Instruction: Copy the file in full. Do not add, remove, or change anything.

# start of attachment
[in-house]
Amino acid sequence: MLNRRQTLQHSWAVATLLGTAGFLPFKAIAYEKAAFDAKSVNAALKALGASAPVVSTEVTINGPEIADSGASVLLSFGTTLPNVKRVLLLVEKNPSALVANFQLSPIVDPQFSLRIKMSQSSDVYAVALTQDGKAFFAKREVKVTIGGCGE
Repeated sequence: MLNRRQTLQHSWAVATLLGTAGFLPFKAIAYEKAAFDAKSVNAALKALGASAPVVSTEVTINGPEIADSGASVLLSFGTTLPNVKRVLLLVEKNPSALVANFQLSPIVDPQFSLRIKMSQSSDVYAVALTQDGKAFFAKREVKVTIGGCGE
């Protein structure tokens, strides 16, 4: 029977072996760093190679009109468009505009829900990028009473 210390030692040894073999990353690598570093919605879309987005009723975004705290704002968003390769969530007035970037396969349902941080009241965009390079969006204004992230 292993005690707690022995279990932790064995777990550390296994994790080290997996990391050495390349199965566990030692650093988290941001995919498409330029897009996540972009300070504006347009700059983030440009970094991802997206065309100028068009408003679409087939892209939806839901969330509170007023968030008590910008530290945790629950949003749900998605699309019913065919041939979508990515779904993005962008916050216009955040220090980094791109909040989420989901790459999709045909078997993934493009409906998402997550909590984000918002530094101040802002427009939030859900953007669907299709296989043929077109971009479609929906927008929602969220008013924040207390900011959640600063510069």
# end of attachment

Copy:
[in-house]
Amino acid sequence: MLNRRQTLQHSWAVATLLGTAGFLPFKAIAYEKAAFDAKSVNAALKALGASAPVVSTEVTINGPEIADSGASVLLSFGTTLPNVKRVLLLVEKNPSALVANFQLSPIVDPQFSLRIKMSQSSDVYAVALTQDGKAFFAKREVKVTIGGCGE
Repeated sequence: MLNRRQTLQHSWAVATLLGTAGFLPFKAIAYEKAAFDAKSVNAALKALGASAPVVSTEVTINGPEIADSGASVLLSFGTTLPNVKRVLLLVEKNPSALVANFQLSPIVDPQFSLRIKMSQSSDVYAVALTQDGKAFFAKREVKVTIGGCGE
């Protein structure tokens, strides 16, 4: 029977072996760093190679009109468009505009829900990028009473 210390030692040894073999990353690598570093919605879309987005009723975004705290704002968003390769969530007035970037396969349902941080009241965009390079969006204004992230 292993005690707690022995279990932790064995777990550390296994994790080290997996990391050495390349199965566990030692650093988290941001995919498409330029897009996540972009300070504006347009700059983030440009970094991802997206065309100028068009408003679409087939892209939806839901969330509170007023968030008590910008530290945790629950949003749900998605699309019913065919041939979508990515779904993005962008916050216009955040220090980094791109909040989420989901790459999709045909078997993934493009409906998402997550909590984000918002530094101040802002427009939030859900953007669907299709296989043929077109971009479609929906927008929602969220008013924040207390900011959640600063510069």